Anthropologists investigate meaning and power through field-based research in a variety of global settings. Anthropology offers an interdisciplinary approach to the study of cultural variation with particular attention to race, gender, ethnicity, and social change. At Bates the program emphasizes archeological and sociocultural perspectives.
Anthropology attempts to make sense of the patterns and practices of everyday life through nonethnocentric analysis and interpretation. Practitioners of anthropology engage in innovative and ethically-grounded research in order to promote cross-cultural understanding, address social problems, and advance theory.
Students of anthropology are especially attuned to how meaning and power are created and contested in everyday life. Our anthropology program emphasizes the importance of global study while preparing students to critically examine their own cultures. Combined with opportunities to study abroad and enroll in community-engaged courses, Bates anthropology fosters students’ abilities to function effectively in new settings and to appreciate the value of cultural diversity. Graduates are creative and effective oral, visual, and written communicators, are able to connect theory and practice, and are skilled observers of social life.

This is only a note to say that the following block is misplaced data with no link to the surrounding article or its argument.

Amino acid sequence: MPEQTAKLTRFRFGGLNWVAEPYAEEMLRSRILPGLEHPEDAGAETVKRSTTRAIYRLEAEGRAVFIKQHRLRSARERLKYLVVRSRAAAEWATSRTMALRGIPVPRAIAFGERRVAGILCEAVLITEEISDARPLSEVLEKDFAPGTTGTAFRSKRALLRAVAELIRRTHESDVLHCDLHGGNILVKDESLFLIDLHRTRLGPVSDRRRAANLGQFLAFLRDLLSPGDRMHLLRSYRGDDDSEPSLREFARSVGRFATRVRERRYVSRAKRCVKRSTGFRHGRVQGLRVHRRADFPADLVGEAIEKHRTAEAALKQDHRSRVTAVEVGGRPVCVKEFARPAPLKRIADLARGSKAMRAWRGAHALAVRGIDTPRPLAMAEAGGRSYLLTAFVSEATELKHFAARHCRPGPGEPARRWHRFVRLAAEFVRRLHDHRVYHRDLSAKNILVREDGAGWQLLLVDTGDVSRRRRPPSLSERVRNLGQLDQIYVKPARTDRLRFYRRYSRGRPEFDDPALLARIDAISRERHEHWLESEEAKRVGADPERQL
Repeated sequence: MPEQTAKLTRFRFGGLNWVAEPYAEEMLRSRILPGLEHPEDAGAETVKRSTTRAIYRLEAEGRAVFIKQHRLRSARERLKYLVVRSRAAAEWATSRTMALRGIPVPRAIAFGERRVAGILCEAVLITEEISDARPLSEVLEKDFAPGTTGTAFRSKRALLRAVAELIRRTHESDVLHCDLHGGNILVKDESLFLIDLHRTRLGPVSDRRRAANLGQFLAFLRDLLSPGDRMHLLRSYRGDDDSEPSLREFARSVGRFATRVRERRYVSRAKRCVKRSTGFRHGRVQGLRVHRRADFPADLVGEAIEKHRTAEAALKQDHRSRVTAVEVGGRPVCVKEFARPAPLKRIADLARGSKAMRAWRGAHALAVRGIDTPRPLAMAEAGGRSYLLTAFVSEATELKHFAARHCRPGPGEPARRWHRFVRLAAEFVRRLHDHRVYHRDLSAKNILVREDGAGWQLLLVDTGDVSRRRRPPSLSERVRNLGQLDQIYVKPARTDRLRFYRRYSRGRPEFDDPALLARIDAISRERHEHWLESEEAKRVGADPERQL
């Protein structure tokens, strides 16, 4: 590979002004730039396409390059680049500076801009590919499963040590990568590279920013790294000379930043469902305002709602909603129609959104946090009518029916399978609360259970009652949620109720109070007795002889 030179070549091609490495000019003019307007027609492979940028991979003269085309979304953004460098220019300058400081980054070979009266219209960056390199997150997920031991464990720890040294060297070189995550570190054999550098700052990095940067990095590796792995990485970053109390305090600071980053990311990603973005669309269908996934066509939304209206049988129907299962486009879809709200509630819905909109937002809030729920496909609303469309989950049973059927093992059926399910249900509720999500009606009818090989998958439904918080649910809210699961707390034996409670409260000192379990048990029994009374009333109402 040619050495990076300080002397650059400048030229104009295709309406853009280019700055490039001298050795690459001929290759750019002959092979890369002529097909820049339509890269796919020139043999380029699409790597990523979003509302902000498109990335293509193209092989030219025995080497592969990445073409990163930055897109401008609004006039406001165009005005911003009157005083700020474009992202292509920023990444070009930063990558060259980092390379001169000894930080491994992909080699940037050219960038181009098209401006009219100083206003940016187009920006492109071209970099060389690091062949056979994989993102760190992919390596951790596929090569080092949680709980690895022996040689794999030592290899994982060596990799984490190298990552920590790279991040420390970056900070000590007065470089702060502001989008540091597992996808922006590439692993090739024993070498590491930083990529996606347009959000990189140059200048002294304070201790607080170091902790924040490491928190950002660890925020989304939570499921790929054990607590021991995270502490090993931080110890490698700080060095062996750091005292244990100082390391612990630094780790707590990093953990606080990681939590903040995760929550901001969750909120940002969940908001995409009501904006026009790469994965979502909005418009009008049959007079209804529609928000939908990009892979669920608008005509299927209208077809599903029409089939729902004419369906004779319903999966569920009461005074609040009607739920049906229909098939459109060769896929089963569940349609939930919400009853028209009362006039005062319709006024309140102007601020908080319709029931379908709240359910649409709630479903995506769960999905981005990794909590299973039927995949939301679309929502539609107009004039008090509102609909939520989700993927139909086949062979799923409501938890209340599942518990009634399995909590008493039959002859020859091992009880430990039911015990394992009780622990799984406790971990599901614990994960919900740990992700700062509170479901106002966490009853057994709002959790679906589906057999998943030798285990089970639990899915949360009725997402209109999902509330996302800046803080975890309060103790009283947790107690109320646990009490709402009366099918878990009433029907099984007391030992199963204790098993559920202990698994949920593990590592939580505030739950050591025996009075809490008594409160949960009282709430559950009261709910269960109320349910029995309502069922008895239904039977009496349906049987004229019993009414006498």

Some recent graduates have pursued careers in public health and medicine, community organizing, journalism, environmental law, international development, teaching, and museum work; some have gone on to graduate work in anthropology and archeology. Anthropology 101 and 103 are designed as introductions to the discipline of anthropology and as preparation for more advanced courses. Other 100- and 200-level courses also admit first-year students, but more closely reflect a specific field within anthropology. The 300- and 400-level courses are open to all upper-class students, but the latter are especially designed for majors.